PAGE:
Are Energy Drinks Bad for You? 3 Things You Need to Know About Energy Drinks

Are energy drinks bad for you? Considering they offer no health benefits—and a long list of dangers—the answer is a resounding yes.

are energy drinks bad for you

A growing number of studies are finding that products like Monster, Red Bull, and 5-Hour Energy offer a variety of health dangers with no unique benefits.

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Before you reach for a Monster energy drink, consider this: Are energy drinks bad for you? A growing number of studies are finding that products like Monster, Red Bull, and 5-Hour Energy can result in a variety of health dangers without offering any unique benefits.

The extreme acidity, high caffeine, and added stimulant content of these beverages can cause rapid heartbeat, high blood pressure, dehydration, vomiting, cardiac arrhythmias, seizures, headaches, insomnia, and have been linked to several deaths.[1,2,3,15]

Why Are Energy Drinks Bad For You?

A typical energy shooter can contain as much as 171 mg of caffeine per can, which is 38 times the concentration of a can of cola soft drink and seven times the concentration of a cup of coffee.[5] Monster ingredients include 160mg of caffeine in a 16oz can, while Red Bull ingredients include about 113mg of caffeine in a 12oz can.

Large quantities of caffeine can cause elevated blood pressure and heart rate, vomiting, seizures, and death.[1,2] Caffeine overconsumption can also lead to severe dehydration by causing the body to eliminate water, salt, and nutrients.[4]

  • A 14-year-old boy with no medical history was taken to a doctor after drinking Red Bull before running a race. His heart rate was 130 beats per minute, double that of a normal resting heart rate. Further tests showed atrial fibrillation and fluttering. In a later examination—after he had stopped using energy drinks—the boy’s heart patterns returned to normal.[6]
  • A man’s heart stopped during a motocross event as a result of drinking eight cans of Red Bull.[16]
  • A student experienced heart palpitations after mixing Red Bull with alcohol.[16]

With those points in mind, let’s showcase three things about energy drinks you need to know to answer the question, “Are energy drinks bad for you?”

1. Energy Drinks Are Strong Acids

Energy drinks can have pH values as low as 1.5, which is stronger than sulfuric acid and nearly as strong as battery acid.[7] In one laboratory study, the acidity of Red Bull caused deeper tooth erosion than Coke, 100% apple juice, Diet Coke, and Gatorade,[8]. An additional study found that energy drinks erode teeth twice as much as sports drinks.[9]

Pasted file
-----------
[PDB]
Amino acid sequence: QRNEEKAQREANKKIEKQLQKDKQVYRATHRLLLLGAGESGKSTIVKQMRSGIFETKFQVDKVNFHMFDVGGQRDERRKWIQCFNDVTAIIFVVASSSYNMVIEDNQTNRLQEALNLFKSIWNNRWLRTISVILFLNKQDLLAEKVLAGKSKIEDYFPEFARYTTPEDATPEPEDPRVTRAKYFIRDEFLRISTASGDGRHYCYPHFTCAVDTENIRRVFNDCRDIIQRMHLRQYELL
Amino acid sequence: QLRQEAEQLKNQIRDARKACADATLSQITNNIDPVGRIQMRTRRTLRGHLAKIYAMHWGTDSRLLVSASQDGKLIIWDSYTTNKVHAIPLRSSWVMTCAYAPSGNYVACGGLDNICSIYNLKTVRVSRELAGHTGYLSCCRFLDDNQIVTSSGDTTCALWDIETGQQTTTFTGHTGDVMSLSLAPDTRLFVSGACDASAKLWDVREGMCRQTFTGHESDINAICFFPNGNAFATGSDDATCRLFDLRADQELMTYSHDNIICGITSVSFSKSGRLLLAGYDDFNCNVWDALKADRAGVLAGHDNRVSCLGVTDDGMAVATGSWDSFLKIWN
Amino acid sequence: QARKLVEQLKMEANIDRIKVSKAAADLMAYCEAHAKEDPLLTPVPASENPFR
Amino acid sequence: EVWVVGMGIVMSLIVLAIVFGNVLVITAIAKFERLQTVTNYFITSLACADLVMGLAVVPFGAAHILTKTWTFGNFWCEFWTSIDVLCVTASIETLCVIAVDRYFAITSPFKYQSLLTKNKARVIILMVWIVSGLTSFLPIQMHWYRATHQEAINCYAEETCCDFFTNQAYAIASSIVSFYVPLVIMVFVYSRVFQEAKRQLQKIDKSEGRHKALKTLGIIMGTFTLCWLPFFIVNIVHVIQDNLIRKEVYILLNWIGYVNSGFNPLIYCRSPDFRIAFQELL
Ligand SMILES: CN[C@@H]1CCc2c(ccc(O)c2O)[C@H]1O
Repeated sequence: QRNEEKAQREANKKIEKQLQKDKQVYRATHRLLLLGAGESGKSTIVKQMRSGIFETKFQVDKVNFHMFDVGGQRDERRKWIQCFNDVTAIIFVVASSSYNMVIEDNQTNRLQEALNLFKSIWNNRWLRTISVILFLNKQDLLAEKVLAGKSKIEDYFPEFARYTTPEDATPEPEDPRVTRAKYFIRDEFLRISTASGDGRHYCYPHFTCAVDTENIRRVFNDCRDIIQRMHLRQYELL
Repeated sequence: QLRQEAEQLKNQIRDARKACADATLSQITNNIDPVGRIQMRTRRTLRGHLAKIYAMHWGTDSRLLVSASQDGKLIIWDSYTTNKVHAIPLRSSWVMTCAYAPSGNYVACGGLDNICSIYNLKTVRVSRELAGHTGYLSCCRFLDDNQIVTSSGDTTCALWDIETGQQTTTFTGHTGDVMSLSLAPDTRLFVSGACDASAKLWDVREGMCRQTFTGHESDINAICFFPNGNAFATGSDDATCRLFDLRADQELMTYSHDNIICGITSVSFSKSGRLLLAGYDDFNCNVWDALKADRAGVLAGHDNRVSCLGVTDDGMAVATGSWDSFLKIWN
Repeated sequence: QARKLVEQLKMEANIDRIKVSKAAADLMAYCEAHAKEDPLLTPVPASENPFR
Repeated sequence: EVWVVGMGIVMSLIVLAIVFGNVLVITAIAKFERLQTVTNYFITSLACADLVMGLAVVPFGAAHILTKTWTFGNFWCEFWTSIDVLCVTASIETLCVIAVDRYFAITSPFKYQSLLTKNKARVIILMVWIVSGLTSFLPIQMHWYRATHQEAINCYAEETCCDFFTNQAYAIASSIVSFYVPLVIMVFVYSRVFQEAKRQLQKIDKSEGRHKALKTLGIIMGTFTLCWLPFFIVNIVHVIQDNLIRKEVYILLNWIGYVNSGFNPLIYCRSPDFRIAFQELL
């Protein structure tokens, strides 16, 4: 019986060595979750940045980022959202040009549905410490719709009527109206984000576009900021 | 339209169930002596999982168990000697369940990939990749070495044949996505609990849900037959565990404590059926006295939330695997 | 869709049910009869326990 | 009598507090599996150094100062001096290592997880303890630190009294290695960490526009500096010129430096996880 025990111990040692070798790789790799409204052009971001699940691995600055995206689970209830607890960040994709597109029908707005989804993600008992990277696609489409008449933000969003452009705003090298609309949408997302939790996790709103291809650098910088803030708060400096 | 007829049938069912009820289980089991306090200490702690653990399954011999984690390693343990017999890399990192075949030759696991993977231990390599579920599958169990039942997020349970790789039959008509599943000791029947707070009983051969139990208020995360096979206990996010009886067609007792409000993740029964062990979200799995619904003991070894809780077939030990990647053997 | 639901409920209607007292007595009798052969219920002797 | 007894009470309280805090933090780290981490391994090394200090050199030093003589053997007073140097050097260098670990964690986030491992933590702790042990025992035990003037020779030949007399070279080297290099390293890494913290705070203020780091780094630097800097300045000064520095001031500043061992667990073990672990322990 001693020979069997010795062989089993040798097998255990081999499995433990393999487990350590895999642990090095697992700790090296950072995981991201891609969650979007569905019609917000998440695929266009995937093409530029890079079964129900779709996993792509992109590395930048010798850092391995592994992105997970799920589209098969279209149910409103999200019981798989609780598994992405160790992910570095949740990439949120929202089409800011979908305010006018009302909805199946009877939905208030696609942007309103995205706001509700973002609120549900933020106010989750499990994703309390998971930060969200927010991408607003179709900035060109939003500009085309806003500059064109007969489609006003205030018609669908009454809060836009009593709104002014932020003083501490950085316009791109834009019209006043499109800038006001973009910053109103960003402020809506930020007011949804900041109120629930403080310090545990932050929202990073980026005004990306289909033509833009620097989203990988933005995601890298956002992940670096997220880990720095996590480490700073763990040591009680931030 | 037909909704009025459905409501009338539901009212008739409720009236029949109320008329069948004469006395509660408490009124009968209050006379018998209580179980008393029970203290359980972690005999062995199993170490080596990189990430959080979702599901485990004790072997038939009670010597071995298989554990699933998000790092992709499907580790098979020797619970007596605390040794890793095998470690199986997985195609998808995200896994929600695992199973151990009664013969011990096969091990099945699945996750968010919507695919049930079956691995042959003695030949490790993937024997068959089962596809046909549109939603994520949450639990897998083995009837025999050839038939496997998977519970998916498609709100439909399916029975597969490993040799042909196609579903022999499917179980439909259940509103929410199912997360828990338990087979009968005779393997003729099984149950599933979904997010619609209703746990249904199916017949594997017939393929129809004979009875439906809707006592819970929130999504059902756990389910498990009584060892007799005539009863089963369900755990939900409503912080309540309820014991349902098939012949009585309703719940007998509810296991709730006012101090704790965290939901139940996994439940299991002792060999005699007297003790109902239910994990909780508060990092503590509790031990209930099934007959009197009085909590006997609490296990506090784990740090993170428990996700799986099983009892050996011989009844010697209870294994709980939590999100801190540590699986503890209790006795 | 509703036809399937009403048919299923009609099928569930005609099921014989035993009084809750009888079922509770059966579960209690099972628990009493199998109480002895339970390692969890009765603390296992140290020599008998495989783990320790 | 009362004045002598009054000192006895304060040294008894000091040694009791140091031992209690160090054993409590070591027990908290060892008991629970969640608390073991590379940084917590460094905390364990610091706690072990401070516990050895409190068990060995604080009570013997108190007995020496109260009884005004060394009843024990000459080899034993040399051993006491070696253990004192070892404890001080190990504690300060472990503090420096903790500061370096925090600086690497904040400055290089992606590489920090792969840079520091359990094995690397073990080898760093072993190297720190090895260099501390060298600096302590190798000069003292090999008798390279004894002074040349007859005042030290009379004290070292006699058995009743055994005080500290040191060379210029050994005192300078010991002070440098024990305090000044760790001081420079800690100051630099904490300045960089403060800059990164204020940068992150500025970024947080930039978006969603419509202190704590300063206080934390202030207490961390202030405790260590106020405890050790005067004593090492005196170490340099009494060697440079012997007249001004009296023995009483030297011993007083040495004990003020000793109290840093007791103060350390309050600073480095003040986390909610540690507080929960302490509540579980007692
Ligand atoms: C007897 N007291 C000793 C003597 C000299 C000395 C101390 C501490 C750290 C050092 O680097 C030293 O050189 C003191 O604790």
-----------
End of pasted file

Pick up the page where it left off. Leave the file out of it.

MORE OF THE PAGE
Acid intake is also potentially harmful to bone, muscle, and brain health. More than 25 studies have established that the body moves calcium away from cells and into the bloodstream to compensate for excess acidity.[10] Although it is difficult to associate this with a specific disease such as osteoporosis, the cells that rely the most on calcium exist in the skeletal, muscular, and nervous systems.

2. Energy Drinks Do Not Improve Athletic Performance

Energy drinks are often marketed and sold in stores under the same category as sports drinks, but studies indicate that they do not enhance or promote athletic ability.

Two studies on Red Bull demonstrate that it does not extend the time it takes for runners to become exhausted and that it does not improve strength, weight volume, or 1-rep max in weight lifters.[11,12]

Furthermore, energy drinks contain far more carbohydrates than are recommended for active people, which can cause gastrointestinal distress by restricting the movement of fluid into the bloodstream.[3]

3. You Can Boost Energy Without Risking the Dangers of Energy Drinks

Research shows that caffeine offers some mental benefits— such as better focus and sustained attention, faster reaction speed, and enhanced memory. But you don’t need to use energy drinks to obtain these benefits.[13]

One study suggests that three to four cups of coffee per day can provide caffeine benefits as well as the antioxidant and anticancer benefits of coffee.[14]

But it’s important to remember that your body’s source of energy is food, not caffeine. There are other foods, such as green tea and wheatgrass, that provide long sustaining and healthy energy reserves. Another way to improve your energy level is by using vitamin and mineral supplements.

The American Heart Association recommends avoiding energy drinks if you have high blood pressure or a heart condition.  If you continue using energy drinks, keep in mind that you’re doing so for their taste and not for any type of specific health benefit. Most manufacturers recommend that you consume them slowly and that you do not use more than two in a 24-hour period.

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Originally published in 2014, this post is regularly updated.

SOURCES

[1] Curr Opin Pediatr. 2012 Apr;24(2):243-51.
[2] Am Pharm Assoc (2003). 2008 May-Jun;48(3):e55-63; quiz e64-7.
[3] Mayo Clin Proc. Nov 2010; 85(11): 1033–1041.
[4] Amino Acids. 2006 Jul;31(1):81-3. Epub 2006 Jun 1.
[5] JAMA. Jan 25, 2011; 305(6): 600–601.
[6] Journal of Medical Case Reports 2011, 5:1.
[7] Eur Arch Paediatr Dent. 2010 Oct;11(5):253-5.
[8] Nutr Res. 2008; 28(5): 299–303./a>
[9] Gen Dent. 2012 May-Jun;60(3):190-7; quiz 198-9.
[10] Am J Clin Nutr. 2008 Oct;88(4):1159-66.
[11] Strength Cond Res. 2009 Jul;23(4):1271-5.
[12] J Strength Cond Res. 2013 Aug;27(8):2248-54.
[13] Tijdschr Psychiatr. 2008;50(5):273-81.
[14] Crit Rev Food Sci Nutr. 2008 May;48(5):464-86.
[15] Pharmacotherapy. 2013 Aug;33(8):779-86.
[16] Drug Alcohol Depend. Author manuscript; available in PMC Jan 1, 2010.


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